Pretty typical noise figure for a GaAsFET device. Can easily be measured with an HP 8970B noise figure analyzer.

The first mixer of a receiver will overload long before the preamp will. If you have overload problems, this preamp won't help.

Ron

I disagree, it isn't typical. It's a very exceptional number for a broadband amplifier.
As an example, MITEQ inc makes some of the very lowest noise RF LNA's available today for space and military applications. Here is an example of a few of their ultra low-noise devices. Only their cryogenic devices appoach .4 dB. They run at least $1500 each.

http://www.miteq.com/micro/amps/afsa...npdf/pg42.html

The HP 8970B is a 50 Ohm instrument. The errors when measuring 75 Ohm ultra low-noise devices are significant.

While the first mixer or input RF amplifier of any particular receiver may overload, it can be prevented somewhat with attenuation between the LNA (including any line or splitter losses) and receiver. There is no downside to a high intercept point (IP3) on an amplifier other than current consumption and cost.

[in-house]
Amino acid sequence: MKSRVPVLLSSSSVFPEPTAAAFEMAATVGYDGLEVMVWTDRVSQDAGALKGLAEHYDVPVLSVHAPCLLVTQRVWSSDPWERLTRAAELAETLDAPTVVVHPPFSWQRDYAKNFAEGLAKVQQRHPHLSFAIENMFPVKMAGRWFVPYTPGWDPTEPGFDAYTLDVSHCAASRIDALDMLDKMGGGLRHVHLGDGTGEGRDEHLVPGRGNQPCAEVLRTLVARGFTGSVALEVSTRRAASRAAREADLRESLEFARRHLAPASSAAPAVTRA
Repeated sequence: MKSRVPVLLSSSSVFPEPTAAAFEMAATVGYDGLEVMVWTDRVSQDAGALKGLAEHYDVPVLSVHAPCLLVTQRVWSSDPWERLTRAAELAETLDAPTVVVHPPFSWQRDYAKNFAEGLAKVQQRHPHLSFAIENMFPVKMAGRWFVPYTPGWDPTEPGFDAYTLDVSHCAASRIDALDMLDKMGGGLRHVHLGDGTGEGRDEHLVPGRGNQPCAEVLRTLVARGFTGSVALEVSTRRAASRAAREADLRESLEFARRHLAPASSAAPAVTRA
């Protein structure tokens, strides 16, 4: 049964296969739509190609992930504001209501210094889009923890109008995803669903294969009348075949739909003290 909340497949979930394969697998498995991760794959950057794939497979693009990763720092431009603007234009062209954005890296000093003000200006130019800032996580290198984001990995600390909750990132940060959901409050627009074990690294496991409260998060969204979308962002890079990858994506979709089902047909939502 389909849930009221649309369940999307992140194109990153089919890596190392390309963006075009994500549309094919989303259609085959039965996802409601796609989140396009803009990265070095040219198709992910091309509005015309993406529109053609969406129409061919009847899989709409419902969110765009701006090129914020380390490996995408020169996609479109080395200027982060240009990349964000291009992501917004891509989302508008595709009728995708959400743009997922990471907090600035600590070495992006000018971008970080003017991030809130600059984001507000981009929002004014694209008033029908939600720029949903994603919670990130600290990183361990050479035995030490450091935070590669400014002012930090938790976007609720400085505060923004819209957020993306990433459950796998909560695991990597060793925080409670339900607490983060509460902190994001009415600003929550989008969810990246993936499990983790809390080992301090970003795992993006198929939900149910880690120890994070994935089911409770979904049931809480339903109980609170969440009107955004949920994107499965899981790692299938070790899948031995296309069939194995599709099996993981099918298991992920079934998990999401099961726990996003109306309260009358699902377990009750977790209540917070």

post #8 of 68
I installed a Research Communications preamp. It replaced an AP4700. I got a 5-10 point improvement in signal strength reading on Dish 6000 from stations at 50 miles. A snowy analog had much less snow. With the antenna pointed at two strong stations that are 10 miles away I have overload with either preamp. When pointed at stations 15 -18 miles away neither seems to overload.
John
post #9 of 68
Quote:
Originally Posted by kenglish View Post

In would be interested in knowing how they measure their overload specs. Many of the domestic ones rate overload (IM3) at, something like, "3 channels" or "5 channels".
In some areas, like SLC, you may have well over two dozen channels on the air in the UHF Band (analog full-power, analog low-power, analog translators, digital full-power, digital low-power, and even digital translators....plus, those new non-broadcast users that are starting to show up).
As you add channels, you de-rate the spec by almost 3 dB every time you double the number of stations. So, if rated at, say "+47 dBmV at 3 channels", that becomes +44 at 6 channels, +41 at 12 channels, ..........